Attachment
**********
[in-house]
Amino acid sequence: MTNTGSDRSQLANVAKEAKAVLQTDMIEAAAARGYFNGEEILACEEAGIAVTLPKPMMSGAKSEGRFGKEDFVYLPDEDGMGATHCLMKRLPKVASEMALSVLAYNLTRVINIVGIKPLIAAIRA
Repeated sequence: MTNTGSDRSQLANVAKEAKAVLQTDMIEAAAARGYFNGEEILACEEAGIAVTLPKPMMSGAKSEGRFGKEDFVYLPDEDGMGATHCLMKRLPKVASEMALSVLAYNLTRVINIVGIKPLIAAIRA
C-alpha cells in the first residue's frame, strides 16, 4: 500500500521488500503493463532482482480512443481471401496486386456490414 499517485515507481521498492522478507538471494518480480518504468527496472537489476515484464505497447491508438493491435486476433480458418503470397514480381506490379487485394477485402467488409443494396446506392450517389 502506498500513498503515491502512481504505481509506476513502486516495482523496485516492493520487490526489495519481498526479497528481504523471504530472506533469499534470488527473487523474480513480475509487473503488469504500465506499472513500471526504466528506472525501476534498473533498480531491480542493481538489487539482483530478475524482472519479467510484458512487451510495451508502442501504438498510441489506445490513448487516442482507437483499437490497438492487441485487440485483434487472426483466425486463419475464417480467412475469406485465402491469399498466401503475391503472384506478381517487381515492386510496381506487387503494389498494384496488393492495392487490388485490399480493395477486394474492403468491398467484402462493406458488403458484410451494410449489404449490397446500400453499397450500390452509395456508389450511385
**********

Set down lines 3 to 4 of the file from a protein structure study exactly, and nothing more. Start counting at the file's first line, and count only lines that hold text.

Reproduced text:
Repeated sequence: MTNTGSDRSQLANVAKEAKAVLQTDMIEAAAARGYFNGEEILACEEAGIAVTLPKPMMSGAKSEGRFGKEDFVYLPDEDGMGATHCLMKRLPKVASEMALSVLAYNLTRVINIVGIKPLIAAIRA
C-alpha cells in the first residue's frame, strides 16, 4: 500500500521488500503493463532482482480512443481471401496486386456490414 499517485515507481521498492522478507538471494518480480518504468527496472537489476515484464505497447491508438493491435486476433480458418503470397514480381506490379487485394477485402467488409443494396446506392450517389 502506498500513498503515491502512481504505481509506476513502486516495482523496485516492493520487490526489495519481498526479497528481504523471504530472506533469499534470488527473487523474480513480475509487473503488469504500465506499472513500471526504466528506472525501476534498473533498480531491480542493481538489487539482483530478475524482472519479467510484458512487451510495451508502442501504438498510441489506445490513448487516442482507437483499437490497438492487441485487440485483434487472426483466425486463419475464417480467412475469406485465402491469399498466401503475391503472384506478381517487381515492386510496381506487387503494389498494384496488393492495392487490388485490399480493395477486394474492403468491398467484402462493406458488403458484410451494410449489404449490397446500400453499397450500390452509395456508389450511385